Let me start off by saying: Island is incredible.
I’ve seen photos of Island—especially more frequently recently as it seems to have become a travel hotspot as of late—and have thought simulatenously: this is amazing and this can’t be real. I’ve wanted to visit for decades, and all the social media flourish has only intensified that desire. There’s always been something about Island that has called to me: the rawness of it, the starkness of it, the surprisingly greenness of it. How’s there’s at the same time so much and so little life.
Unfortunately, my first visit is an aperitif, a preview of a longer journey through a fascinating island. I had a collective three days in Reykjavik, stopovers from our “destination” of France. So, instead of showing you photos of verdant fields and cliffs, massive waterfalls, flocks of sheep, or black sand coasts… I’ll show you photos of charming Reykjavik, which I can only describe as a cosmopolitan seaside town… and some of the incredible food we ate.
Yes, there was hákarl (fermented shark). Yes, there was harðfiskur (wind-dried fish). Yes, there was rúgbrauð (rye bread) and brennivín (schnapps) and hangikjöt (smoked lamb) and skyr (strained yogurt). No, I did not eat whale. (Please don’t eat whale.) There was a lot of fish. And a hot dog. It was all what I wanted. I even liked the hákarl.
If Reykjavik was just a primer of what’s to come from a longer trip to Island, I imagine a long and epic trek into the rest of the country soon. I imagine renting a small van and spending a few months driving around the classic Ring Road, but taking my time to explore what’s obvious and what’s not. I imagine Island has so many secrets, and it’s up to me to uncover them.
I happened to visit Reykjavik during two important times: the national day (17 June) and near the solstice. Which means that the sun virtually never set. When it did, technically, the sky never truly darkened past dusk. I loved it. For someone who chases the sun and feels the seasons so acutely like me, everlasting daylight was a gift. One day we didn’t get around to dinner until 21:00, and by the time we finished it was nearly 23:00. But, that was no problem: the sun was still in the sky.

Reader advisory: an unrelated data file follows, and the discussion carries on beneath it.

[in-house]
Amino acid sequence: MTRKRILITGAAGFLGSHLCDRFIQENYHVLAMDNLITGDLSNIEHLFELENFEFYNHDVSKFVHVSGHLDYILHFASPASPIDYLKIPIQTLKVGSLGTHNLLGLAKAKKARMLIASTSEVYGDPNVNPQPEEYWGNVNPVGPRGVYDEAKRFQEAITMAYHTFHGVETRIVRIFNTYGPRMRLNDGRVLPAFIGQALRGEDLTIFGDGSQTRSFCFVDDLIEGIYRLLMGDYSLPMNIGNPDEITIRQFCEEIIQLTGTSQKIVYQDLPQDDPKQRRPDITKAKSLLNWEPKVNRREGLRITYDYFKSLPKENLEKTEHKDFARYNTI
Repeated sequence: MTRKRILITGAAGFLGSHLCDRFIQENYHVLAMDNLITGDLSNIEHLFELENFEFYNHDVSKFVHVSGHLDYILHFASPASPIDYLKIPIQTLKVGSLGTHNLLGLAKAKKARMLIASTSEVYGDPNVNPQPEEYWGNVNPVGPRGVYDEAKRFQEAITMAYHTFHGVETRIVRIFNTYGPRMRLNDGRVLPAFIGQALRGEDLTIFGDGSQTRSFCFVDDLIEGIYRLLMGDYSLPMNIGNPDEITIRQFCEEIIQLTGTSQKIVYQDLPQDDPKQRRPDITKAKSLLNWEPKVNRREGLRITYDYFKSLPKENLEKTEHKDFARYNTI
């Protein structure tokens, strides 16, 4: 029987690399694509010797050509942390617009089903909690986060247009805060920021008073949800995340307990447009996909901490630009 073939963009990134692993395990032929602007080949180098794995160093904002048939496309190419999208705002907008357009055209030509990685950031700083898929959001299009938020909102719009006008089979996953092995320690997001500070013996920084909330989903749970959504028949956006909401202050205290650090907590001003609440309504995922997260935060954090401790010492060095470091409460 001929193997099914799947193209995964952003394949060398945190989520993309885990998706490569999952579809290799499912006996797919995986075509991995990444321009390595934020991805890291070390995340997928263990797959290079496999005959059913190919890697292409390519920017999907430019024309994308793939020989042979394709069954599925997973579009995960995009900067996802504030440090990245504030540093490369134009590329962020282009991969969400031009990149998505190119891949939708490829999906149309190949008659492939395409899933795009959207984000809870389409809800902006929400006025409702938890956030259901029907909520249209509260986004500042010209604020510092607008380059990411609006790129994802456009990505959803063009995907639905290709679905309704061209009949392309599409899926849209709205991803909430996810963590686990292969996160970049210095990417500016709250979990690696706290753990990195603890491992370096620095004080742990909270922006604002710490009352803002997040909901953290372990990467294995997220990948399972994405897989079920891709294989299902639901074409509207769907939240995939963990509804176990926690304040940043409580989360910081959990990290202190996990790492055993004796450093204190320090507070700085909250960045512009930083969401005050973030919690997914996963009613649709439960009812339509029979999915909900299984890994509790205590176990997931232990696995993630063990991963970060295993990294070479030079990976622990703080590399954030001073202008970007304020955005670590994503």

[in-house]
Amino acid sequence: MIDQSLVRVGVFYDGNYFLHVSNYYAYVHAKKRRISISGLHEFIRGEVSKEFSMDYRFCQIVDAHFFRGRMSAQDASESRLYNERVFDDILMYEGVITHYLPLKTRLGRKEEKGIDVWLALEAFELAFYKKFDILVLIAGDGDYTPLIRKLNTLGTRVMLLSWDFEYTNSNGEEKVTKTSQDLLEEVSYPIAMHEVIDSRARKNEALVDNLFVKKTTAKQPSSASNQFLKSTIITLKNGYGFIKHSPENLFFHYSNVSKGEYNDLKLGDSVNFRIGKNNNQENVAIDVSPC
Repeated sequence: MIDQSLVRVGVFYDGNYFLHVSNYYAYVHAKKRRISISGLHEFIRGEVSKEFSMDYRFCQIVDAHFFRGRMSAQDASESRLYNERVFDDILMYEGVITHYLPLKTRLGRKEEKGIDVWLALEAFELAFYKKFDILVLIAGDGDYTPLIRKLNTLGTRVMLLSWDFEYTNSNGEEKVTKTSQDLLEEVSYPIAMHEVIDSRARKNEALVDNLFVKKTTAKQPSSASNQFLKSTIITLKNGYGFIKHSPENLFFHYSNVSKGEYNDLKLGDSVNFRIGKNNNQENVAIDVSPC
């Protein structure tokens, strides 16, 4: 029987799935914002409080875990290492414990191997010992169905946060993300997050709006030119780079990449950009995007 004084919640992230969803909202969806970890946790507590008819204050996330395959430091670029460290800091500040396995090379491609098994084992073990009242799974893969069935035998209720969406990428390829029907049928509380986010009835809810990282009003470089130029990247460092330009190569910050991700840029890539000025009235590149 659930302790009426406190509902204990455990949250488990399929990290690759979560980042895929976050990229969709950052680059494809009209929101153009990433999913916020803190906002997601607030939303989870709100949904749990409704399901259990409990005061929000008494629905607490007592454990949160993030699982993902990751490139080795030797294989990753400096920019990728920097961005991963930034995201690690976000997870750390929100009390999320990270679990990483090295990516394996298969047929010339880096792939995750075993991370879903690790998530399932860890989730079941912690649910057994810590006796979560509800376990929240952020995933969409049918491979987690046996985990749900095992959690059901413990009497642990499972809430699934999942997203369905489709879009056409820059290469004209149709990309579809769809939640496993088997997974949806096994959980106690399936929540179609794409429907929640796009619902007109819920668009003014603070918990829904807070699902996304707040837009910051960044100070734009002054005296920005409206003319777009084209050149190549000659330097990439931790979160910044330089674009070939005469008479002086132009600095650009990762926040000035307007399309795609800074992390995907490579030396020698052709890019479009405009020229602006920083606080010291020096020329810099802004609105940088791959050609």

Conversely, though, I’d like to go to Island in the winter. Not just for the aurora borealis (Northern lights), which obviously are best seen when it’s dark outside, but for the cosiness that comes with winter. What’s the Islandic version of mysig? Is it actually cosy?Whatever it is, I learned that Islanders are still social in the winter, coming together despite the cold and the darkness, perhaps out of sheer necessity, but resulting in a wonderful sense of community and family. (Chicagoans could learn a lot from Islanders, instead of hibernating as so many of my friends and neighbors do, to enrich those friendships even more.)
There’s actually a third reason it was special to visit Island during this time. Island had qualified for the first time ever for the Euro Cup (which we planned our trip around in France) and the spirit was definitely in the air. At least for the first stopover. The second stopover was the day after France decisively beat Island*. But Island put up an excellent fight throughout the entire tournament. The first days we were there, it was obvious the whole country rallied around the team. Island is a small country in population, but it has a lot of heart. Viking spirit, you know?